Rock Master Publications:
Sublime Climbs - A Guide to the best rock climbing venues in Victoria, Australia.By Kevin Lindorff, Josef Goding & Jarrod Hodgson. Over 700 climbs, 158 phototopos, 36 maps, and 380 pages covering the best of Mt Arapiles, Mt Buffalo and the Grampians $45.00
On 7/08/2012 dhunchak wrote:
>Having bold routes at all grades is very important motivator for some people (like myself), who will stay up at night dreaming about the day they'll be fit enough to find themselves standing at the base with a rope coiled at their feet. It's not just ego involved in establishing a bold route - as some say "a testament to themselves and how great they are" - I see bold routes as an invitation to join the first ascentionist at their level.
Firstly we don't need too many bold routes in the easier grades. There aren't that many quality easy routes around, so advocating death leads on grade 10 terrain seems pretty silly. Who aspires to lead bold grade 10s and 12s (apart from places like the Warrumbungles)?
Climbs have a first ascent history which should be acknowledged, but they also have a repeat ascent history which should be given due respect too.
The only times that the first ascenionist should really command full respect is when they have gone ground-up to establish a new route. I reckon as soon as you opt to rap-inspect a line you have started taking the soft option. If you choose to bolt a line in a bold way after pre-inspecting all the climbing and working out what placements go where, you are basically being lazy or an egotistical wanker. Personally I don't think you can claim complete ownership of the line given that you have already forfeited your opportunity to meet the cliff head-on by opting for abseil pre-inspection. In fact I hate it when great lines have been hijacked in this way. And I would argue that Warwick Baird's routes on Echo Point are a case in point.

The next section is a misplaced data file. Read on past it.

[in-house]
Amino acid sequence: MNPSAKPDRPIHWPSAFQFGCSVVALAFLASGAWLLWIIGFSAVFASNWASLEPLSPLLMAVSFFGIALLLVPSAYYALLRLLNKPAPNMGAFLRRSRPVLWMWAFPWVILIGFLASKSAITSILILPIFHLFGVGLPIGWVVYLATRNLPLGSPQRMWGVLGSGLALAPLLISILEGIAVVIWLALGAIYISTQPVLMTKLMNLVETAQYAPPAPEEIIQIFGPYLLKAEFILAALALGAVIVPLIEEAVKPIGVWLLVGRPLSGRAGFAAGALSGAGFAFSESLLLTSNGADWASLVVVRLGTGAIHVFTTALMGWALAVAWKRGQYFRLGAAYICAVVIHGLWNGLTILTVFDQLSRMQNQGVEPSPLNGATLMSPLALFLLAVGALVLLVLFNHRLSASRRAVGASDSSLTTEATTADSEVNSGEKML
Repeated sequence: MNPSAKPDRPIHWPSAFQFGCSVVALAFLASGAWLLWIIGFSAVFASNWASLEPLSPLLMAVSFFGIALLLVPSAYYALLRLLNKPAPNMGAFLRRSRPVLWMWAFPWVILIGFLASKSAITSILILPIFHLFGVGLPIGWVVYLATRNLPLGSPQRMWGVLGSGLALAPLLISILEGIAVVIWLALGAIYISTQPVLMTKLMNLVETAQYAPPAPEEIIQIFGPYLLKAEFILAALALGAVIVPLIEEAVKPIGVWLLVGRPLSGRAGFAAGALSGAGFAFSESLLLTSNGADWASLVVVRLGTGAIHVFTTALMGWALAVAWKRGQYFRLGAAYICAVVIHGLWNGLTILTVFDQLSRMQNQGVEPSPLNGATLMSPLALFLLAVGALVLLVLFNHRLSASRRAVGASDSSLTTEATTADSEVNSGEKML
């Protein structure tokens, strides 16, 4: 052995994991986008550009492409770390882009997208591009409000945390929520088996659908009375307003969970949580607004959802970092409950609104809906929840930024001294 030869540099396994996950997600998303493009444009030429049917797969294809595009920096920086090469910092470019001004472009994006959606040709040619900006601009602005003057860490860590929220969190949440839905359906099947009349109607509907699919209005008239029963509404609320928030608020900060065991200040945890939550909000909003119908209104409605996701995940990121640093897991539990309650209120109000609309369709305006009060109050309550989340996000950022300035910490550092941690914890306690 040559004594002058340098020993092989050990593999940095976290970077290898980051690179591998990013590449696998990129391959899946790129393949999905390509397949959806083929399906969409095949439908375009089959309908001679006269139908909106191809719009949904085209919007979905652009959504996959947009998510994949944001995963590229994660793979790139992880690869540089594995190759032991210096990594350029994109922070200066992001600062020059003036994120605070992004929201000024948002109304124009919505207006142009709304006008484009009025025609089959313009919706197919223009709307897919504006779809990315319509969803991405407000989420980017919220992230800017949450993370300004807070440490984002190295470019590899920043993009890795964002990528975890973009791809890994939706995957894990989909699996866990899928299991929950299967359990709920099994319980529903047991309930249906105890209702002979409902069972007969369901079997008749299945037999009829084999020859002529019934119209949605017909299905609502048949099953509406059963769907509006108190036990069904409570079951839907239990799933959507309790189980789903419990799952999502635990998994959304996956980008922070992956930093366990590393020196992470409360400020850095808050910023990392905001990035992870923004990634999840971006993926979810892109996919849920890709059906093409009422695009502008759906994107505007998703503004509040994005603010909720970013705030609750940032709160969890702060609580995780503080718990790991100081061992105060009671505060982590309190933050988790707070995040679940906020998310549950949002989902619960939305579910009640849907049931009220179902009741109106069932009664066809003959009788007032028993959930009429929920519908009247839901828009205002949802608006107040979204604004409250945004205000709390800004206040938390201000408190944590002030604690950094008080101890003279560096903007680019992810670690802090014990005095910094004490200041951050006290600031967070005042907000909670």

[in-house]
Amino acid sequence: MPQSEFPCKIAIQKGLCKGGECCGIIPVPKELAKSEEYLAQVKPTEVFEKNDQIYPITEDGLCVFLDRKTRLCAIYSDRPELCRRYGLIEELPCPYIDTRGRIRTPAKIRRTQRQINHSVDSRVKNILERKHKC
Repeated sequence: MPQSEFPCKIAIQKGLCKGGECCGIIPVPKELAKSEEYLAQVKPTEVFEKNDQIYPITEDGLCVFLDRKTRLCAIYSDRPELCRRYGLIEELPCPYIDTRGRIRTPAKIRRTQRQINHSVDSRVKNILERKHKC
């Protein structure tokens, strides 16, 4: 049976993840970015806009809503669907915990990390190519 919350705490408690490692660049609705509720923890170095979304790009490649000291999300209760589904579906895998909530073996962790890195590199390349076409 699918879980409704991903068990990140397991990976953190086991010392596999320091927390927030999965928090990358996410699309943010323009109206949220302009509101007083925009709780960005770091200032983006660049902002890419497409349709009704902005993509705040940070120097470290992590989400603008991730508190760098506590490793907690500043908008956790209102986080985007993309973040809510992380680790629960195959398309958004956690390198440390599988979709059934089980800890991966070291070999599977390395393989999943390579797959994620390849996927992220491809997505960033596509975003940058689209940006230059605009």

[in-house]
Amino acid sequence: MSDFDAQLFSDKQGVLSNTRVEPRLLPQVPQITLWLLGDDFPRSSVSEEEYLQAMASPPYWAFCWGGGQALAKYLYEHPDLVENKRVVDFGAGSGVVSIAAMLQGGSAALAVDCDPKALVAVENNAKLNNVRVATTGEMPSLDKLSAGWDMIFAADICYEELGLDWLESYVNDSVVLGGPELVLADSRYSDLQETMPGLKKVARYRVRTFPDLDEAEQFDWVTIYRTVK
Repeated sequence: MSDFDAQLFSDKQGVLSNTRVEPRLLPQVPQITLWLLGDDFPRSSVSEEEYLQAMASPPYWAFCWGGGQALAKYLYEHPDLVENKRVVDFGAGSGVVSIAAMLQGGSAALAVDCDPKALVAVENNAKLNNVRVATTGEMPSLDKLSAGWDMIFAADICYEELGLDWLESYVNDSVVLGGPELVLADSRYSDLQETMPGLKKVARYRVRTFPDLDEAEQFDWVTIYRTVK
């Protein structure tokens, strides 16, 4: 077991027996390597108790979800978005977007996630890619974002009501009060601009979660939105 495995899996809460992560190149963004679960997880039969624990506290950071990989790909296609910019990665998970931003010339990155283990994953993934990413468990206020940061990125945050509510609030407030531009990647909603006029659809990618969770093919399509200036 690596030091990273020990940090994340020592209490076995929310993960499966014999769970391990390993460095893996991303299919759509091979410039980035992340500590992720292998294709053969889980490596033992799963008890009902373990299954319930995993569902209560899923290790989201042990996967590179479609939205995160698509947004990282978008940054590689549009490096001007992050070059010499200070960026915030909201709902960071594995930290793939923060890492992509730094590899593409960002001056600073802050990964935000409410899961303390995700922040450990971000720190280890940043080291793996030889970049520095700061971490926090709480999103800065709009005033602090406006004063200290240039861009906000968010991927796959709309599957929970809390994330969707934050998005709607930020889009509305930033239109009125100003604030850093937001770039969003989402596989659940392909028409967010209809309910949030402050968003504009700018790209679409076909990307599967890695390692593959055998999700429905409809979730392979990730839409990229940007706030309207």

But once a route is established (in whatever fashion), the ensuing years should determine whether it stands or falls. I reckon that in many instances the first repeat ascent of a line can be just as significant as the first ascent depending on the circumstances.
A route certainly doesn't need to receive a lot of ascents to be considered worthwhile. But it should be on climber's radars - either you aspire to climb it, or you accept the fact that it is out of your league. Whether you reckon particular routes are out of your league because the bolting sounds like it was done in a pain in the arse fashion is another matter (ie Echo Point routes).
Most of the retro-bolting I have done is on routes that climbers have completely forgotten about. They simply don't get climbed and climbers don't aspire to climb them. I am well aware of the debate you create if you start retro-bolting well-known routes.
Because I am not that familiar with Return of the Toe Cutter Gang and it's first ascent history, it's repeat ascent history, it's overall quality and how it is viewed by the general climbing community, means I can't comment specifically, although Macca's interest in the climb as it stood certainly means it was on his radar and that should be given due consideration.